I wish I could make my daughter understand that while there are some people who are born believing they will cure cancer, invent the next airplane or release a best-seller, the rest of us are inclined to dream just big enough. We don’t know exactly what we want to do and when it comes to aspirations we want to avoid being greedy or ending up disappointed. So, we tuck our successes away until we get to a point where we think we’ve gotten about what we deserve. Along the way, some people settle and others get bitter because it is a rare person who finds the ‘just right’ target for their goals.

And, what I’ve learned from listening to my mentors is that somewhere between confidence and arrogance is the magical place that big dreams happen. Very few of us can see that spot ourselves, we need someone to point it out. Someone who has our best interests at heart, who has both credibility and caring to say, “Hey, there it is. Right there. Can you see it? Look. No, look harder. Yeah, there it is.” 

I can’t be that person for my daughter. She knows that I will never be fully objective about her and her future, I can’t. But, I have confidence that she will find her own mentors, that someone will emerge in her life to pick up the phone when she needs guidance. Don’t get me wrong, I hope she calls me, too. But I know enough now to understand that my role will be that of the wise parent who just tells her how proud I am.

And since I can’t mentor my daughter I’ve found several people who have ‘it’ that I am proudly watching from the sidelines of their lives. They text me and call me out of the blue, eager for my feedback and thoughts on what to do. I connected with one of them last week and we talked about a great opportunity that she’s been given, something that I helped bring to light. I listened as she shared her experiences to date, confident in her accomplishments but still a little stunned that so many people think so highly of her. So, I took the time to share a story of a time when I didn’t get it, when someone pointed to the magical spot beyond my confidence and reminded me to dream bigger. I stole the words that helped me past the same fear and I told her the truth.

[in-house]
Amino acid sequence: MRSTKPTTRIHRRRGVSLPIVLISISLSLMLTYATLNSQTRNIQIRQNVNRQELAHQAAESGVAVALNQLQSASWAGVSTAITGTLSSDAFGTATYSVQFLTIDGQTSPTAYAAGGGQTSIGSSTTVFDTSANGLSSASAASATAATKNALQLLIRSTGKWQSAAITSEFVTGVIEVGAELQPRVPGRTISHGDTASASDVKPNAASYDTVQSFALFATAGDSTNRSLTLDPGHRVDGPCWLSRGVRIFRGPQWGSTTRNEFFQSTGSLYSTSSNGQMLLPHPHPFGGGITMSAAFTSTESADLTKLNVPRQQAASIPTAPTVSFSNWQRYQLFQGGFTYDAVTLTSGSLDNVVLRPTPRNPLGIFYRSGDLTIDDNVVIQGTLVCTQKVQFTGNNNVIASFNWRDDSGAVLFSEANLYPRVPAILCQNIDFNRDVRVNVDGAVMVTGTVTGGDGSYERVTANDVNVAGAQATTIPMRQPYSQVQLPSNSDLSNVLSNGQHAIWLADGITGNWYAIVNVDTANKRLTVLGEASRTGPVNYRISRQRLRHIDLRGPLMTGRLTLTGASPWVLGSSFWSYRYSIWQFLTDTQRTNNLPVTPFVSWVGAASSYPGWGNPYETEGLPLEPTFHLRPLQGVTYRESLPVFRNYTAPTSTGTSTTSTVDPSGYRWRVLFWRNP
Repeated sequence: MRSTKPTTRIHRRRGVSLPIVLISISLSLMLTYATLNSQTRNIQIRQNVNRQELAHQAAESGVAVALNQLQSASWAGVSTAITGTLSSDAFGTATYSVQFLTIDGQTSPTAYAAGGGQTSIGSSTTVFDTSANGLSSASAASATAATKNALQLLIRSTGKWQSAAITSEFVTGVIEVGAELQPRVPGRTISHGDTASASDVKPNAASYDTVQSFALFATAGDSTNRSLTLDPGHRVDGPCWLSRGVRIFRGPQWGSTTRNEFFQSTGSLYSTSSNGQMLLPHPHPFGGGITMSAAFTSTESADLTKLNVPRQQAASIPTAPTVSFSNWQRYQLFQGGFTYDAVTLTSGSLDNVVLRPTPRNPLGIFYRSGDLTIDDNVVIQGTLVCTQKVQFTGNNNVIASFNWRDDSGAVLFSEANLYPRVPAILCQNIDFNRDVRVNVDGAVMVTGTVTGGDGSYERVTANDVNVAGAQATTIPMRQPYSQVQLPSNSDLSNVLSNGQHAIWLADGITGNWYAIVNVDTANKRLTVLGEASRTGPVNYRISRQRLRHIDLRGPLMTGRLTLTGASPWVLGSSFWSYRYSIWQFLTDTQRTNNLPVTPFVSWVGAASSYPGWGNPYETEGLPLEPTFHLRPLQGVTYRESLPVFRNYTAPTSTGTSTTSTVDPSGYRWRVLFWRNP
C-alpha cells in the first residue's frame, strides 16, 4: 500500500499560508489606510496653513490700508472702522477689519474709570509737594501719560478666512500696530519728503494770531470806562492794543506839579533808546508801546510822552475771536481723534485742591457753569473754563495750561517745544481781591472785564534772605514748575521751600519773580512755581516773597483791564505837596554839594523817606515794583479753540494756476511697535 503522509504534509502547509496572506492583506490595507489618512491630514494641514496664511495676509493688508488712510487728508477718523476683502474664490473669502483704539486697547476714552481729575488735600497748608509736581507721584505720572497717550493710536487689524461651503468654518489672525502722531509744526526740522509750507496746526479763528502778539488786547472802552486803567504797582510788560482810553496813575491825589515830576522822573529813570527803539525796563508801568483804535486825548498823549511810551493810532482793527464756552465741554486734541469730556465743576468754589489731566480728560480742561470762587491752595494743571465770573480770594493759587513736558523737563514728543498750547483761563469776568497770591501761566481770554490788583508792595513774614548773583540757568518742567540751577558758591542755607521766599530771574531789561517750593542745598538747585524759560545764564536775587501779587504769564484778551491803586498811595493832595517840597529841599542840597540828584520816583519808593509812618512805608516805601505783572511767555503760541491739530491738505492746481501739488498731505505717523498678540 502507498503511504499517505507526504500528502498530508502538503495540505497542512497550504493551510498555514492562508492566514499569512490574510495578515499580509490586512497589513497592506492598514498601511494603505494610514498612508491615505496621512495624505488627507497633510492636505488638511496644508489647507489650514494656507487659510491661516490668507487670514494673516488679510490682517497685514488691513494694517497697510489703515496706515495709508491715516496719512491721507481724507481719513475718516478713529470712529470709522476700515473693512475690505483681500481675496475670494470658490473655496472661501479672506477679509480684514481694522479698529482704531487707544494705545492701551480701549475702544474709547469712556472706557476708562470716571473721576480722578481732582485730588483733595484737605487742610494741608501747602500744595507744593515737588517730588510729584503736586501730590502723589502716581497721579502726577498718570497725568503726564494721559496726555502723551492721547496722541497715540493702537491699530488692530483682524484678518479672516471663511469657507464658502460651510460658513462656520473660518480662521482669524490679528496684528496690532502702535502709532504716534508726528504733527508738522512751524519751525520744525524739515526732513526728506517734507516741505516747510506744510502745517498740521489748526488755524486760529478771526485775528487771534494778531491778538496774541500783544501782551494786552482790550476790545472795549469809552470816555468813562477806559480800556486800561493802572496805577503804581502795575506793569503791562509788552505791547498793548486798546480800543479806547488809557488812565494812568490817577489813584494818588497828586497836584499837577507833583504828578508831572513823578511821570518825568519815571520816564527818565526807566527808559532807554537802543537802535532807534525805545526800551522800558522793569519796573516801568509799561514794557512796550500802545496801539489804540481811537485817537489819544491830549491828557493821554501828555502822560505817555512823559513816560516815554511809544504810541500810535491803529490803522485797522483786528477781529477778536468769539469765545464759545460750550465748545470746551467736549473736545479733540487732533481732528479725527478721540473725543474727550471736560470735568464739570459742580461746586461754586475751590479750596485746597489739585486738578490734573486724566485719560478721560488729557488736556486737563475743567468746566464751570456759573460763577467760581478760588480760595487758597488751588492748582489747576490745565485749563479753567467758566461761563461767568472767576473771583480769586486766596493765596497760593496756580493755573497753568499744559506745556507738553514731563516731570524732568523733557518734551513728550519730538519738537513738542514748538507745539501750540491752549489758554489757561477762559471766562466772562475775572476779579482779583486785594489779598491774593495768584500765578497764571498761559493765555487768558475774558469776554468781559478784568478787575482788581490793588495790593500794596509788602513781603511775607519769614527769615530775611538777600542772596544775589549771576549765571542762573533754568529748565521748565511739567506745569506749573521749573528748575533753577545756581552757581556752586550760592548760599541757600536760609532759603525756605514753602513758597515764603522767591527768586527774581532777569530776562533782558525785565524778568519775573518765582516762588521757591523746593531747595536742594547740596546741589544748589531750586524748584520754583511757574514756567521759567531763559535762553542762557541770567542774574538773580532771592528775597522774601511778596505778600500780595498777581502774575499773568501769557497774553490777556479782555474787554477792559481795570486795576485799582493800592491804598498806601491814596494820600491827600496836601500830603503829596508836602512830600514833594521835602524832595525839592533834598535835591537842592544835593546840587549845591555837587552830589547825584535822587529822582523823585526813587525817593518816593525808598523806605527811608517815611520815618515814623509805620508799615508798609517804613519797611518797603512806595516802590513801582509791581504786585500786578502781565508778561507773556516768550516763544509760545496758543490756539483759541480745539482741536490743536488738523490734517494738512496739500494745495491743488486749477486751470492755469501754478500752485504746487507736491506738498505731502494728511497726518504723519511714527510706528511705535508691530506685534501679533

“You’re already Johnny.”

Celebrating Stickiness

This time last year I sat down and set a goal for myself: write an average of 2.5 blog posts per week or 130 posts in 2016. I didn't deliver, not even close. I only wrote 64 posts not even 50% of my goal. In fact, I tried and failed to write two posts yesterday and now I'm sitting here stymied.

I considered the possibility that this whole blogger experiment had run its course and that I'm out of thoughtful witticisms.

I countered my inner critic with the fact that 2016 was a complex year and my overactive brain was struggling to simplify the world into succinct posts. As my brain warred against itself I worried. I'm heading back to work soon and I wondered what it would mean if I couldn't pull off a decent retrospective / kick-off post. What would happen to my legion of followers? My thousand dollar speaking engagements? The big book deal?

Ok, there is no book deal.

My life, like this blog, has never been about a book deal. It's been about showing up every day, doing the best I can and hoping it is good enough. It doesn't mean I don't let people down — I do. It doesn't mean I haven't failed — I have. It doesn't mean that I won't ignore the world and play Candy Crush — I will. But after it all, I pull on my big girl panties and go back at it, mostly because I know people are counting on me to do it. It's about being sticky.

Over the holidays I had breakfast with an old friend. A really old friend who I hadn't seen in person for more that 20 years. We picked up right where we had left off and between the hug hello and the hug good-bye I told her how I met my husband and she told me her story of starting over. We talked about as much as we could stuff into an hour and as we stood to walk away she hugged me with tears in her eyes. She told me that I had been one of a handful of people who had helped her get through a really rough time. She thanked me for just being there even as I felt horribly inadequate. I hadn't done anything. Heck, I had done less than nothing. I hadn't helped her pack up her things and find a place to live or a new job. All I had done was ping her on Facebook, remind her that she was worth her own happiness and share the stories of other smart, strong women who had done what she was trying to do.

It felt like so little, it was just stickiness.

For me it's simple — life brings people into your circle and sometimes their velcro sticks to your velcro. It's quiet and sometimes you barely know it's happening, but then later on you notice that they're hanging on there and you wonder, hmmm, when did that happen? This year, I've added some people to my velcro. Their connections are new and they likely have no idea that they are stuck to me, no idea that I may pester them 20 years from now to squeeze me in for breakfast. After all, it's not like friendship has a rating systems so they can learn what they are in for from those that came before: "She can't party, but you can count on her to stick." – 4/5 stars.

I think stickiness is a lost art. It doesn't have the same epic nature as storybook love or the passion of firework lust. It doesn't have the daily demonstration of best friend texts or next door neighbor porch sits. But stickiness is precious because it doesn't care about distance or time or frequency; it's the complete confidence that someone is there and will be there regardless of evidence. Stickiness is a lot like faith.

Of course not everyone sticks, not everyone wants to stick and some people don't deserve to stick. This year I pulled some people off, painfully aware of that long, loud noise that velcro makes when it separates. I wasn't the only one who made that hard decision this year, walking away from connections that have been in place for a long time. Pulling apart is hard and scary in the moment and if you're wrong 'people' velcro doesn't go back together again, not like the real stuff. And sometimes being sticky to the wrong person can hurt. It's complicated.